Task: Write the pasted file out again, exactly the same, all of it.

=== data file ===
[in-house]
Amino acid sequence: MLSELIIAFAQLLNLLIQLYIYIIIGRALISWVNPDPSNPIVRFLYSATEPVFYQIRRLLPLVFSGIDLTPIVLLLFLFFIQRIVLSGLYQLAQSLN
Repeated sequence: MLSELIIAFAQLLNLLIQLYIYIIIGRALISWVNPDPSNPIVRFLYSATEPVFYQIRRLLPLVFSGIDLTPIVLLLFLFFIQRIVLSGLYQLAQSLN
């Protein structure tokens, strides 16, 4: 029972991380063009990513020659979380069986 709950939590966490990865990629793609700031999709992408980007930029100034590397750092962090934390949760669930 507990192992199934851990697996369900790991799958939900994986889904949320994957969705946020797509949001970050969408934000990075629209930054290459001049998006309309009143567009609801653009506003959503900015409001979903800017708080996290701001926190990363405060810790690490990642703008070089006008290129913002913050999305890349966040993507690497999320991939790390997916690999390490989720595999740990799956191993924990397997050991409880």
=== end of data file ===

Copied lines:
[in-house]
Amino acid sequence: MLSELIIAFAQLLNLLIQLYIYIIIGRALISWVNPDPSNPIVRFLYSATEPVFYQIRRLLPLVFSGIDLTPIVLLLFLFFIQRIVLSGLYQLAQSLN
Repeated sequence: MLSELIIAFAQLLNLLIQLYIYIIIGRALISWVNPDPSNPIVRFLYSATEPVFYQIRRLLPLVFSGIDLTPIVLLLFLFFIQRIVLSGLYQLAQSLN
């Protein structure tokens, strides 16, 4: 029972991380063009990513020659979380069986 709950939590966490990865990629793609700031999709992408980007930029100034590397750092962090934390949760669930 507990192992199934851990697996369900790991799958939900994986889904949320994957969705946020797509949001970050969408934000990075629209930054290459001049998006309309009143567009609801653009506003959503900015409001979903800017708080996290701001926190990363405060810790690490990642703008070089006008290129913002913050999305890349966040993507690497999320991939790390997916690999390490989720595999740990799956191993924990397997050991409880």